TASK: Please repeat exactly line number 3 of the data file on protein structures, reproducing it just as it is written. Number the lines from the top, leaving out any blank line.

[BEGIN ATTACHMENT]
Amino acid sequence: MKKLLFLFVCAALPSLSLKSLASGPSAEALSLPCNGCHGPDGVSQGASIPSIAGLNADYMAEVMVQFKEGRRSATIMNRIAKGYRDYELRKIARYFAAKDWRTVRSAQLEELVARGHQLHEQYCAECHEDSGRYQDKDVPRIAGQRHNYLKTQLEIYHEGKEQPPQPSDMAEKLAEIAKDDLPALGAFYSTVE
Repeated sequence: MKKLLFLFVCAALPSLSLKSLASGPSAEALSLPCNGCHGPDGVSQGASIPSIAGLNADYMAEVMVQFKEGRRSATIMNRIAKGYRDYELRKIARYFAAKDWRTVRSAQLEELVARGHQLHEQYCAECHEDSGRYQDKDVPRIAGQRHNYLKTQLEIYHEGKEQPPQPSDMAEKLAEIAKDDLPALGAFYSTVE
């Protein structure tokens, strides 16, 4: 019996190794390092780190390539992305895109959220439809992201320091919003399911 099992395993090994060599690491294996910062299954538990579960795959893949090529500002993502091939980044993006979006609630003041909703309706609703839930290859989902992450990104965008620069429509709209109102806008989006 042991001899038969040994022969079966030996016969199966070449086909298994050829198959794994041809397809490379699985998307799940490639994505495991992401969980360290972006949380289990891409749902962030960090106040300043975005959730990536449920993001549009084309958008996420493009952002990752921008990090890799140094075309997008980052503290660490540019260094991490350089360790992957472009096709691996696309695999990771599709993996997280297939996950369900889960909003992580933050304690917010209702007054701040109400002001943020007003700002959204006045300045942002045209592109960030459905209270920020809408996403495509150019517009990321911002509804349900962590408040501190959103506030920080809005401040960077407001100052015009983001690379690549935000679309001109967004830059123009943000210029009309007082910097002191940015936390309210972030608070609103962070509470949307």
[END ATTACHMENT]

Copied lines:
């Protein structure tokens, strides 16, 4: 019996190794390092780190390539992305895109959220439809992201320091919003399911 099992395993090994060599690491294996910062299954538990579960795959893949090529500002993502091939980044993006979006609630003041909703309706609703839930290859989902992450990104965008620069429509709209109102806008989006 042991001899038969040994022969079966030996016969199966070449086909298994050829198959794994041809397809490379699985998307799940490639994505495991992401969980360290972006949380289990891409749902962030960090106040300043975005959730990536449920993001549009084309958008996420493009952002990752921008990090890799140094075309997008980052503290660490540019260094991490350089360790992957472009096709691996696309695999990771599709993996997280297939996950369900889960909003992580933050304690917010209702007054701040109400002001943020007003700002959204006045300045942002045209592109960030459905209270920020809408996403495509150019517009990321911002509804349900962590408040501190959103506030920080809005401040960077407001100052015009983001690379690549935000679309001109967004830059123009943000210029009309007082910097002191940015936390309210972030608070609103962070509470949307």